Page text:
Carfentanil, relatively similar to the opioid Fentanyl that has caused enough damage it its own right, is the strongest commercially used opioid. So just like with Fentanyl, drug dealers cut their heroin with Carfentanil to make it last longer and to deliver stronger, more addictive highs.

Tri-State Area Turmoil

New reports state that additional heroin overdoses in the tri-state area, plus New Jersey, tally up to more than 225 for this timeframe.

  • In the same time period of the Cincinnati overdoses:
  • Jennings County, Indiana reported 13 overdoses last Tuesday
  • Montgomery County, Kentucky reported 12 overdoses on Wednesday
  • Camden, New Jersey reported 29 overdoses between Tuesday and Thursday

All this news comes in after 27 people overdosed during a five-hour period in one West Virginia town in mid-August.

Still, these shocking and frightening rates springing up in Cincinnati have captured the most national attention.

Officials on a Mission

Newtown Police Chief Tom Synan also heads the law enforcement task force for the Hamilton County Heroin Coalition. This effort is a collaboration of public health and law enforcement officials from Ohio, Indiana and Kentucky working as a collective to combat the heroin epidemic afflicting the tri-state area. Many of these officials are very clear about their concerns, and about their mission. Hamilton County Commissioner Dennis Deters says this is a public health emergency like they have never seen before. Tim Ingram, the county’s health commissioner, said:

“This is unprecedented to see as many alerts as we’ve seen in the last six days,”

Officials are now pleading with the public. They have come out in the news to ask people to avoid the drug. The fact that the source of this potent batch is unknown and still out there makes them disparate to end this uptick in overdoses. Synan states,

“We’re urging you, please don’t do heroin right now. If for no other reason, because we don’t know what’s in the stuff on the street.”

He went on to point out the blatant disregard of dealers, saying:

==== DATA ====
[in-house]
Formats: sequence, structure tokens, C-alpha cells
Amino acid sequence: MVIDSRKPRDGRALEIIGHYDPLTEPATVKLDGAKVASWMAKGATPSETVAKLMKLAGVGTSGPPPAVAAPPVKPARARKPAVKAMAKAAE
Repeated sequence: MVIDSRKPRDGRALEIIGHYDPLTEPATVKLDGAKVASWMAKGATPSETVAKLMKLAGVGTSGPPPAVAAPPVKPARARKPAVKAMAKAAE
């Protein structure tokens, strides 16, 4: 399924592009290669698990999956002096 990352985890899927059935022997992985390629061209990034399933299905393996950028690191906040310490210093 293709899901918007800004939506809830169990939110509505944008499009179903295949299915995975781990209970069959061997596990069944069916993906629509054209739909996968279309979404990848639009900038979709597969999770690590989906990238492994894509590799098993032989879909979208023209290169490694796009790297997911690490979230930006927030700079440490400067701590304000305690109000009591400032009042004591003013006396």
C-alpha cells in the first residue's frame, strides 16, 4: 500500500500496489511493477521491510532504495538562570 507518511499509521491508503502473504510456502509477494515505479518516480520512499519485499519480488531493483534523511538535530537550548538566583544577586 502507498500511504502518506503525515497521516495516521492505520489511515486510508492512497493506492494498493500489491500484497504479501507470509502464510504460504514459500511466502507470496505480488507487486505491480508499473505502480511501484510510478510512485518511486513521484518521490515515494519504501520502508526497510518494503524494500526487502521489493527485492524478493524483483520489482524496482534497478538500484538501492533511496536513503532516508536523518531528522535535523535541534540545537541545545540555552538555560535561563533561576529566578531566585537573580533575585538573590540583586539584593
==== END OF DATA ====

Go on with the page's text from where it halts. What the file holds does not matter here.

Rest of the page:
“These people are intentionally putting in drugs they know can kill someone. The benefit for them is if the user survives, it is such a powerful high for them, they tend to come back. … If one or two people die, they could care less. They know the supply is so big right now that if you lose some customers, in their eyes, there’s always more in line.”

Harder to Fight

Further complicating matters is that Narcan– the drug that reverses the side effects of an overdose- is not working anymore, or at least not as reliably in cases such as these. When it comes to heroin overdoses, one or two doses of Narcan will stabilize a patient. So Narcan, and the generic Naloxone, expansion programs have taken great bounds forward in providing a line of defense.

However, these recent overdoses required two or three times that dosage. These more potent mixes have proven not only to be more deadly, but far more resilient to any medication-based efforts to save lives. Cincinnati is definitely not the only state in the nation dealing with this issue. The problem is growing, and with it so it the death-toll.

Now even more efforts must absolutely be put into raising awareness and providing education to the public. With such powerful new elements being introduced into the fight, the world should know what it’s up against. Real solutions should be made available, and real recovery begins with effective treatment.